Wine Culture Magazine

Reviewing reds from Greece and the Canary Islands

The Listán Negro grows on lava fields on the Canary Island of Lanzarote. The Lava Vineyard photo

Today we’re travelling to Greece and to one of the Canary Islands reviewing two delicious reds that have recently arrived on our shores. As the weather gets cooler and stormier, red wines are more appealing. And they go so well with roasts, homemade soups and stews that are so comforting.

Despite the fact that the Greeks have been producing wine for thousands of years, many consumers have the image of Greek wine as being rather pedestrian. And the prime example is Retsina, the white wine that smells like Pine Sol because it has the smell and taste of the commercial cleaner. The wine was originally shipped in pine containers and developed unique pine characteristics.

Kir-Yianni Xinomavro from mountainous Greece and Bermejos Listán Negro from the volcanic Canary Islands. Eric Hanson photo

The Kir-Yianni Kali Riza 2017 Xinomavro ($33.99; 92 points) SKU 456412 is a remarkable new listing in government stores, which will impress and elevate one’s impression of Greek wine.

Kir Yianni, which is Greek for Mr. John, is the winemaker who sold his share in Boutari, the oldest and most established wine name in Greece. Instead, he acquired his own prime vineyards and in 1994 he released his first wines. He has championed Xinomavro, a red grape grown in Nanoussa, the alpine region of Macedonia.

The Xinomavro is produced from 60-year-old vines in the mountainous area of Amyndeon, the coldest region of Greece, which has been making wine since the 3rd Century BC. It reveals a dark ruby colour with a thin edge of terra cotta on the rim.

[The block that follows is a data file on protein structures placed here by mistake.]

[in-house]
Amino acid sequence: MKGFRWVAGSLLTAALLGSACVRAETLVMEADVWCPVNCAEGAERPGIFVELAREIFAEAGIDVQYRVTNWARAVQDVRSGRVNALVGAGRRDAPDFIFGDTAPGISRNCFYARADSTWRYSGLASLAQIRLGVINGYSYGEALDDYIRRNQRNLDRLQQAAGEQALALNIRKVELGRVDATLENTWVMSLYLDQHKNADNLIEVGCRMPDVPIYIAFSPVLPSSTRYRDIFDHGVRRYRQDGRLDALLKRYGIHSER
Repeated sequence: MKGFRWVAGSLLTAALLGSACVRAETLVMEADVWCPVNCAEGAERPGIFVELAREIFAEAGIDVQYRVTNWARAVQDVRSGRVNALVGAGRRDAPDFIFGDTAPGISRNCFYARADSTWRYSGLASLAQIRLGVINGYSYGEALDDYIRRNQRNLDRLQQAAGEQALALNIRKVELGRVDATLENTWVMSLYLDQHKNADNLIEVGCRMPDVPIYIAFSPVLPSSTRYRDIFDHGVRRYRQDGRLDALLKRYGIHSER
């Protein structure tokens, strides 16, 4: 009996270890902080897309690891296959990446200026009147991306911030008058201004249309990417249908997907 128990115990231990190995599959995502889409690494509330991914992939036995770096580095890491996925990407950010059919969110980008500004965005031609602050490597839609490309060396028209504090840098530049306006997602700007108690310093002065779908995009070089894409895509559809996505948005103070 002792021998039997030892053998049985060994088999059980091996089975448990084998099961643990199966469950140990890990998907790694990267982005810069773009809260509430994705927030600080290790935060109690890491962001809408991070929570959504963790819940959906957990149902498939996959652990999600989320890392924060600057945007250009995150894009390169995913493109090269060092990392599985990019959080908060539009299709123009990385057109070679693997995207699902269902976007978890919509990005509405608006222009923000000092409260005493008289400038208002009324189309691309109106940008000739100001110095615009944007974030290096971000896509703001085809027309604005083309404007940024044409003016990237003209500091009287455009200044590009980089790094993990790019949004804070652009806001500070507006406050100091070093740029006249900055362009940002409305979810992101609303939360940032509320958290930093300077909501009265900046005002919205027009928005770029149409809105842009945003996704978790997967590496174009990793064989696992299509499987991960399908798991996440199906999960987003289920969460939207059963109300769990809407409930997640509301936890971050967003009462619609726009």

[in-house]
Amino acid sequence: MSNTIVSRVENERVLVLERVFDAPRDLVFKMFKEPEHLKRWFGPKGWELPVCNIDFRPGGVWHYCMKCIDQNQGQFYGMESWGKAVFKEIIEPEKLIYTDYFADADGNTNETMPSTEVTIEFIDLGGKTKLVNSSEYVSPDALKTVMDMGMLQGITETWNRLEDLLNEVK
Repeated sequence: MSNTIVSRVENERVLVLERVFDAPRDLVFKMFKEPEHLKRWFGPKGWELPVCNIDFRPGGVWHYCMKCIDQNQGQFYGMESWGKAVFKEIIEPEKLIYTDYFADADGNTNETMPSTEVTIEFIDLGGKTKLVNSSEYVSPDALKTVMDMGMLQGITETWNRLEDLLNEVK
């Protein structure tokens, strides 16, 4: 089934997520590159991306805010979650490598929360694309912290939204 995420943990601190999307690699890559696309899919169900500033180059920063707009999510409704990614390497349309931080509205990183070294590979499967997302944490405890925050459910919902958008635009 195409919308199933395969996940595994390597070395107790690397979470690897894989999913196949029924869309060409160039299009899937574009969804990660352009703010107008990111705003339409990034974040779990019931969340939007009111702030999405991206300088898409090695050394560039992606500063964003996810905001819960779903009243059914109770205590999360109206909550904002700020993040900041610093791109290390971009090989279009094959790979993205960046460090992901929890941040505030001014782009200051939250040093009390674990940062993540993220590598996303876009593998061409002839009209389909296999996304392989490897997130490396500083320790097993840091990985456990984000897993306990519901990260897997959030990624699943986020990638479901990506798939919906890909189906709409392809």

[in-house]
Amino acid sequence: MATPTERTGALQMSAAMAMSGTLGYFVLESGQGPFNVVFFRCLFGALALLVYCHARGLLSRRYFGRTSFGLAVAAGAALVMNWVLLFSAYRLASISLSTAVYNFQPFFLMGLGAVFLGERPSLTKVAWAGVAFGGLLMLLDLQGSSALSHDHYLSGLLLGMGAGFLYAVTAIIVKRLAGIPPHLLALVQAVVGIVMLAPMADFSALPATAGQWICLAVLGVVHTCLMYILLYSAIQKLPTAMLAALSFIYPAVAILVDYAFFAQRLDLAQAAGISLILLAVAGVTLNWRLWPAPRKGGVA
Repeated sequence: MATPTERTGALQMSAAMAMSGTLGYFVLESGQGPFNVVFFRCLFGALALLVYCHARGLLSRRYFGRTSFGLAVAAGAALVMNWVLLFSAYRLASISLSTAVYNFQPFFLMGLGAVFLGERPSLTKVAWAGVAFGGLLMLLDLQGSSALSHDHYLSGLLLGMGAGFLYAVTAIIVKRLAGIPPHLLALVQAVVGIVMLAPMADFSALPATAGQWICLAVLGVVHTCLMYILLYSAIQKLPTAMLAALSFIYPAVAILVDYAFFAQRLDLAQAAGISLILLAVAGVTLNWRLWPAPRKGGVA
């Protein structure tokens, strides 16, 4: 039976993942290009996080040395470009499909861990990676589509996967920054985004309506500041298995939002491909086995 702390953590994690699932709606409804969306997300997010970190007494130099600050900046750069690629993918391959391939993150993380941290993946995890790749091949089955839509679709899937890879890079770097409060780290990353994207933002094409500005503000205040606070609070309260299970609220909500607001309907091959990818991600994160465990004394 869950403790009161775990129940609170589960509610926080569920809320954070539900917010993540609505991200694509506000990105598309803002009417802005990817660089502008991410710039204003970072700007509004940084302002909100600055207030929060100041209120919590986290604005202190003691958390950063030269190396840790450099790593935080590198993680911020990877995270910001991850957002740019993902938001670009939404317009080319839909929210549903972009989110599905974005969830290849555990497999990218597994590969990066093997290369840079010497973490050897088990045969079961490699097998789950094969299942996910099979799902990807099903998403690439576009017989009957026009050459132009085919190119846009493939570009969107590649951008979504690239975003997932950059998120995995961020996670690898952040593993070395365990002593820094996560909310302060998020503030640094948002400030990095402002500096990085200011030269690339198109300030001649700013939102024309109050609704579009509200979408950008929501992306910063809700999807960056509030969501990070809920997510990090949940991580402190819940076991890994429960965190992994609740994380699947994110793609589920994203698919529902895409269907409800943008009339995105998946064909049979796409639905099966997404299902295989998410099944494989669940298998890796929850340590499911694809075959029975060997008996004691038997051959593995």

The aroma exudes a variety of scents: violets, black cherries and blackberries, raspberries, juicy tomatoes and olives, as well as herbs and black pepper. On the palate, there’s refreshing acidity for a red, thanks to its cool region. Expect grippy tannins in this medium-bodied red, which ends on a lengthy savoury finish.

The Xinomavro is delicious with a medium-rare rib-eye steak. Eric Hanson photo

The Xinomavro is meant to be enjoyed with food. It was delicious with a grilled Tomahawk steak, and would pair well with lamb gyros and a tomato, onion, cucumber and olive salad with yoghurt. When I served it with cheese, the tannins melted away and the fruity flavour became sweeter. Be sure to decant for at least one hour before enjoying.

From the mountains of northern Greece we journey to the volcanic islands off the coast of Africa, which is getting a lot of press. There’s lots of bad news about the lava flows on the Canary Island of La Palma. But for wine lovers, there is lots of good news from the nearby island of Lanzarote.

Lanzarote is known for making delicious wines on its volcanic soil. A volcanic explosion from the 18th century covered the entire island in lava and ash 3-5 metres deep, making grape cultivation challenging. Each vine must be planted in a hole or hoyo that breaks through that infertile volcanic crust of petrified lava to the organic matter that can nourish it. And to complicate things, the wind is so ferocious that rock walls for protection surround each hoyo.

The Bermejos 2018 Listán Negro ($35.99; 91 points SPEC) has a dark red colour. It needs about a day to breathe in a decanter to release the aroma genie from its three years in the bottle. The wait is well worth it as the aroma is complex.

Expect black and red fruits with hints of tar and earthiness. In its medium body there’s blackberries boysenberries, and cherries along with molasses, licorice, spice, and volcanic minerals. The Listán Negro has smooth viscous mouth feel with mild tannins and long red fruit finish. Enjoy with Osso Buco, Oxtail soup, or tapas of chorizo and Manchego cheese. Available as a SPEC product at the BCLS Alberni and Bute location. It can be also be ordered by the case (6 bottles) at any government liquor store.

—by Eric Hanson, Richmond News

Follow us on Instagram